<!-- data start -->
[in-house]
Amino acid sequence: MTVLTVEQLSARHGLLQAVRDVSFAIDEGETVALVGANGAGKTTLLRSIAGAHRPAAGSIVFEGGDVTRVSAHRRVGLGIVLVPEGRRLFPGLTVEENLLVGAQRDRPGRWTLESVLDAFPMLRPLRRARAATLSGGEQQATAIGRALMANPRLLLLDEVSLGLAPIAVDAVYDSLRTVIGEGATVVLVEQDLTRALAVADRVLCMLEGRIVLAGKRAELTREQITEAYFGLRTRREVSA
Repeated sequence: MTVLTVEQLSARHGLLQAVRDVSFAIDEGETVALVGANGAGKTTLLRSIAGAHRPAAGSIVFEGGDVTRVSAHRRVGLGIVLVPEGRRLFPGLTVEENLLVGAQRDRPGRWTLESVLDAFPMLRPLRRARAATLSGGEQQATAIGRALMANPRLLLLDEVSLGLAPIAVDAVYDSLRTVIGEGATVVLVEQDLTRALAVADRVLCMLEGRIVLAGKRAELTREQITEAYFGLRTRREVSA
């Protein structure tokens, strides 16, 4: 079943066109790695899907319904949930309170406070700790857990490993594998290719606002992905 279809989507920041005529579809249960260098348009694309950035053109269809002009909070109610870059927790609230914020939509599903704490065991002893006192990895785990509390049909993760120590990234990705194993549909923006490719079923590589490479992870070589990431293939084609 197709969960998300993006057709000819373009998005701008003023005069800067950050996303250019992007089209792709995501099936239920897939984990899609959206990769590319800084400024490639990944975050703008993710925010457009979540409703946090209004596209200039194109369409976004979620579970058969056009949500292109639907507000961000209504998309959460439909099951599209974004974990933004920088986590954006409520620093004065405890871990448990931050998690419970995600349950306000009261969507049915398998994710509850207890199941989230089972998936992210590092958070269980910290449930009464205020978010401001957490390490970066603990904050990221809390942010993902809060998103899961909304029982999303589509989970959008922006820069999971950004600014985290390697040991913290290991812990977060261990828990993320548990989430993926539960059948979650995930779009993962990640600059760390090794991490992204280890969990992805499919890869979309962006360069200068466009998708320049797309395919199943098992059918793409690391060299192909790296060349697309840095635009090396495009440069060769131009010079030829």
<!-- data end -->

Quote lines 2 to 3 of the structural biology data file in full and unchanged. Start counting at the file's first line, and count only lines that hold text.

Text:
Amino acid sequence: MTVLTVEQLSARHGLLQAVRDVSFAIDEGETVALVGANGAGKTTLLRSIAGAHRPAAGSIVFEGGDVTRVSAHRRVGLGIVLVPEGRRLFPGLTVEENLLVGAQRDRPGRWTLESVLDAFPMLRPLRRARAATLSGGEQQATAIGRALMANPRLLLLDEVSLGLAPIAVDAVYDSLRTVIGEGATVVLVEQDLTRALAVADRVLCMLEGRIVLAGKRAELTREQITEAYFGLRTRREVSA
Repeated sequence: MTVLTVEQLSARHGLLQAVRDVSFAIDEGETVALVGANGAGKTTLLRSIAGAHRPAAGSIVFEGGDVTRVSAHRRVGLGIVLVPEGRRLFPGLTVEENLLVGAQRDRPGRWTLESVLDAFPMLRPLRRARAATLSGGEQQATAIGRALMANPRLLLLDEVSLGLAPIAVDAVYDSLRTVIGEGATVVLVEQDLTRALAVADRVLCMLEGRIVLAGKRAELTREQITEAYFGLRTRREVSA